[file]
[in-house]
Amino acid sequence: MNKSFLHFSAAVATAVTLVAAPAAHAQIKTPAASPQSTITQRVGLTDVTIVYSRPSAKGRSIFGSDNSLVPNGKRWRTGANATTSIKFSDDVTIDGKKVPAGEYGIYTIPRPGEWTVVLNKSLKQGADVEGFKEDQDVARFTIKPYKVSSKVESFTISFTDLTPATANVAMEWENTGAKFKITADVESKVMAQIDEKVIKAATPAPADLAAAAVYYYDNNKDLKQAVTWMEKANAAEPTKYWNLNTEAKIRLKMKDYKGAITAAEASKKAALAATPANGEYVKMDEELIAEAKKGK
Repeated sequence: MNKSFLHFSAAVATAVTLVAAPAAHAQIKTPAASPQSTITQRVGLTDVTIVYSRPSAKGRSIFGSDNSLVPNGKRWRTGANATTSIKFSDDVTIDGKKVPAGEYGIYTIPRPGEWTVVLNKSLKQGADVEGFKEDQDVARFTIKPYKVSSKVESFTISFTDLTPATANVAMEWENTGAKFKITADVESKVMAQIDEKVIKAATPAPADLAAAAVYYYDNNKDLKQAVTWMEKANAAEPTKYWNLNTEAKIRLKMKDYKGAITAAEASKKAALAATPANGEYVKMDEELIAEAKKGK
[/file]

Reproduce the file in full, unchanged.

[in-house]
Amino acid sequence: MNKSFLHFSAAVATAVTLVAAPAAHAQIKTPAASPQSTITQRVGLTDVTIVYSRPSAKGRSIFGSDNSLVPNGKRWRTGANATTSIKFSDDVTIDGKKVPAGEYGIYTIPRPGEWTVVLNKSLKQGADVEGFKEDQDVARFTIKPYKVSSKVESFTISFTDLTPATANVAMEWENTGAKFKITADVESKVMAQIDEKVIKAATPAPADLAAAAVYYYDNNKDLKQAVTWMEKANAAEPTKYWNLNTEAKIRLKMKDYKGAITAAEASKKAALAATPANGEYVKMDEELIAEAKKGK
Repeated sequence: MNKSFLHFSAAVATAVTLVAAPAAHAQIKTPAASPQSTITQRVGLTDVTIVYSRPSAKGRSIFGSDNSLVPNGKRWRTGANATTSIKFSDDVTIDGKKVPAGEYGIYTIPRPGEWTVVLNKSLKQGADVEGFKEDQDVARFTIKPYKVSSKVESFTISFTDLTPATANVAMEWENTGAKFKITADVESKVMAQIDEKVIKAATPAPADLAAAAVYYYDNNKDLKQAVTWMEKANAAEPTKYWNLNTEAKIRLKMKDYKGAITAAEASKKAALAATPANGEYVKMDEELIAEAKKGK